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Belarus election ends in protests, police crackdown

Belarus leader Alexander Lukashenko won a fourth term by a significant majority, but large protests by the opposition and a harsh police response signal this could be a difficult term.

By Correspondent / December 20, 2010

Riot police disperse opposition supporters during a rally denouncing the results of presidential elections in Belarus near the parliament building in central Minsk, Dec. 19.

Vladimir Nikolsky/Reuters



Following a night of violence and mass arrests in Minsk, Belarus, the state-dominated media on Monday declared that Alexander Lukashenko, the Belarussian leader who's often described as "Europe's last dictator," has been reelected to an unprecedented fourth term with a 79.7 percent majority of the votes. None of his eight opponents won more than 3 percent.

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After state-conducted exit polls indicated the scope of Mr. Lukashenko's triumph Sunday night, an estimated 20,000 opposition supporters attempted to rally on Minsk's central Independence Square to protest what they allege to be systematic fraud in the electoral process – as they did under almost identical circumstances in previous presidential polls four years ago.

But this time, authorities reacted with a harshness unseen in the past. An attempt by some opposition supporters to storm the Central Electoral Commission headquarters failed to get past massed ranks of police. Special riot squads then charged into the crowd, using batons and stun grenades, arresting 600 and injuring dozens.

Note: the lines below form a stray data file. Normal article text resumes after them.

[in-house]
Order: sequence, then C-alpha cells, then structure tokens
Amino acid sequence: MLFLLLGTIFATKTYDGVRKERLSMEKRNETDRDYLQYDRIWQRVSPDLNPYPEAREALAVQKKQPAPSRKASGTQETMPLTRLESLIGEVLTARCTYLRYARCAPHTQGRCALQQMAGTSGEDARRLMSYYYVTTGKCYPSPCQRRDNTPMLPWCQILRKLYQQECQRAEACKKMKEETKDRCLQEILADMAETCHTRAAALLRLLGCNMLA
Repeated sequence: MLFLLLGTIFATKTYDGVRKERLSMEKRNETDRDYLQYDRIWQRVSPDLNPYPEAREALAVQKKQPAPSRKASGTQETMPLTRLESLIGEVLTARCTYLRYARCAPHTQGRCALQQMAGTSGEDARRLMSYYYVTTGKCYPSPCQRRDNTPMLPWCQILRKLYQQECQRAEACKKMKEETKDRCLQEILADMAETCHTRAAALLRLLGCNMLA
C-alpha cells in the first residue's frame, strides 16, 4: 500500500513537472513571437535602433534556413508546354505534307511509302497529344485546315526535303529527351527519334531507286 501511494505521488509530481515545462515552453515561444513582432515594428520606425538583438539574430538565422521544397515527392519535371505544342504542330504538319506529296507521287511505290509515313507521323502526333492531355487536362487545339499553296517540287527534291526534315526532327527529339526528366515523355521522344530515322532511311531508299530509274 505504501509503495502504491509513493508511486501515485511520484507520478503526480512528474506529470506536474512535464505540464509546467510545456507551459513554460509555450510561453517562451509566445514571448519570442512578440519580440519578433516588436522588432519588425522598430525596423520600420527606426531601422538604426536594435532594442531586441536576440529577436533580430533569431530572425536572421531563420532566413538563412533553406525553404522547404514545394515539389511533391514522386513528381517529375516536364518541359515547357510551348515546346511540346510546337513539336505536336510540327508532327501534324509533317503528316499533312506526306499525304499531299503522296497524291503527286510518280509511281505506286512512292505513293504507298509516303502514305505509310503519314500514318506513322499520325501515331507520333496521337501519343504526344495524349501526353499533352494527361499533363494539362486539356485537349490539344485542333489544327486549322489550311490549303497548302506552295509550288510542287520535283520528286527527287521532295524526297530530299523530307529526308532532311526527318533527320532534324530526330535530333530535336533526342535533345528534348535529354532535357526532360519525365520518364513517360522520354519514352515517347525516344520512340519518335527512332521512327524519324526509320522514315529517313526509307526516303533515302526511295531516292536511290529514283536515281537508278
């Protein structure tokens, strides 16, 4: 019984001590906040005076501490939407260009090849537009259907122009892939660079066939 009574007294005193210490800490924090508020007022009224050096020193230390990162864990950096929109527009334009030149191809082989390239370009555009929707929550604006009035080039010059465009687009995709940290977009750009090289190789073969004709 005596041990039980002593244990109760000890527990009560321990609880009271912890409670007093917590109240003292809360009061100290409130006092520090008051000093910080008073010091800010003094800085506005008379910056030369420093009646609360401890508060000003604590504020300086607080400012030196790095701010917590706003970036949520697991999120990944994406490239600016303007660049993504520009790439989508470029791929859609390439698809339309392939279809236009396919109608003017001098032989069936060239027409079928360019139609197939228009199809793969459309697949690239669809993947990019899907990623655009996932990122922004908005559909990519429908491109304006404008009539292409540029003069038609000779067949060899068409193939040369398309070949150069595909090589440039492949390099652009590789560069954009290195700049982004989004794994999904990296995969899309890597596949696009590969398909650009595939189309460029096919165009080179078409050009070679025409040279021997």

During the night, Belarus's KGB security forces swept through Minsk, arresting six opposition candidates along with scores of their supporters in an operation that continued in full swing Monday. Two of the candidates, Nikolai Statkevich and Vladimir Neklyaev, claimed they were beaten by special police before being taken to prison. The arrested leaders could face jail terms of up to 15 years.

"It's possible that some opposition forces deliberately provoked the authorities in order invite a tough response," says Svetlana Kalinkina, editor of the independent Narodnaya Volya weekly newspaper. "The leaders are all under arrest, so we can't get any explanations from them. But what I don't get is why the police, even if it's their job to impose order, had to use such brutal methods, leaving so many people badly injured."

Yaroslav Romanchuk, candidate of the United Civil Party, was out when the KGB came to his home in the middle of the night and thus avoided arrest. Reached by phone Monday, Mr. Romanchuk said the attempt by some protesters to assault a government building was unfortunate, but it doesn't justify the massive crackdown that's now under way.

"This is a serious cleanup operation, and almost all leaders of opposition groups have already been arrested," he says. "We fear the authorities intend to liquidate all political parties. I really hope the situation doesn't turn tragic."

Belarussian authorities accuse the opposition of attempting to destabilize the country. But the US Embassy in Minsk issued a statement Monday saying, "we are especially concerned over excessive use of force by the authorities, including the beating and detention of several presidential candidates and violence against journalists and civil society activists."


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